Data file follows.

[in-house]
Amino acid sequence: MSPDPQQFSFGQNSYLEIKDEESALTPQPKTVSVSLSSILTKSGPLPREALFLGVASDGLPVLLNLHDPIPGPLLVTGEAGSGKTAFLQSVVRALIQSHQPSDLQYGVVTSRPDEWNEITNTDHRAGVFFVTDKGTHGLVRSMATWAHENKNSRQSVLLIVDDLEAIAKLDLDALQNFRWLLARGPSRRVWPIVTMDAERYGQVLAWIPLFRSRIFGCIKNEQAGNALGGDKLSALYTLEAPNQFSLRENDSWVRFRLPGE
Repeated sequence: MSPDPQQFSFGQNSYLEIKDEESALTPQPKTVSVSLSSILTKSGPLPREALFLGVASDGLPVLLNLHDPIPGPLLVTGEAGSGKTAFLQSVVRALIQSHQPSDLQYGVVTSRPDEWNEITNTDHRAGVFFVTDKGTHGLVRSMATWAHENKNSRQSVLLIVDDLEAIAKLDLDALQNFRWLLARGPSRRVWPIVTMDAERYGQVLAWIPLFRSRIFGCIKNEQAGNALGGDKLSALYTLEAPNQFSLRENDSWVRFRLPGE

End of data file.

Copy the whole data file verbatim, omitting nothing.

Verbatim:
[in-house]
Amino acid sequence: MSPDPQQFSFGQNSYLEIKDEESALTPQPKTVSVSLSSILTKSGPLPREALFLGVASDGLPVLLNLHDPIPGPLLVTGEAGSGKTAFLQSVVRALIQSHQPSDLQYGVVTSRPDEWNEITNTDHRAGVFFVTDKGTHGLVRSMATWAHENKNSRQSVLLIVDDLEAIAKLDLDALQNFRWLLARGPSRRVWPIVTMDAERYGQVLAWIPLFRSRIFGCIKNEQAGNALGGDKLSALYTLEAPNQFSLRENDSWVRFRLPGE
Repeated sequence: MSPDPQQFSFGQNSYLEIKDEESALTPQPKTVSVSLSSILTKSGPLPREALFLGVASDGLPVLLNLHDPIPGPLLVTGEAGSGKTAFLQSVVRALIQSHQPSDLQYGVVTSRPDEWNEITNTDHRAGVFFVTDKGTHGLVRSMATWAHENKNSRQSVLLIVDDLEAIAKLDLDALQNFRWLLARGPSRRVWPIVTMDAERYGQVLAWIPLFRSRIFGCIKNEQAGNALGGDKLSALYTLEAPNQFSLRENDSWVRFRLPGE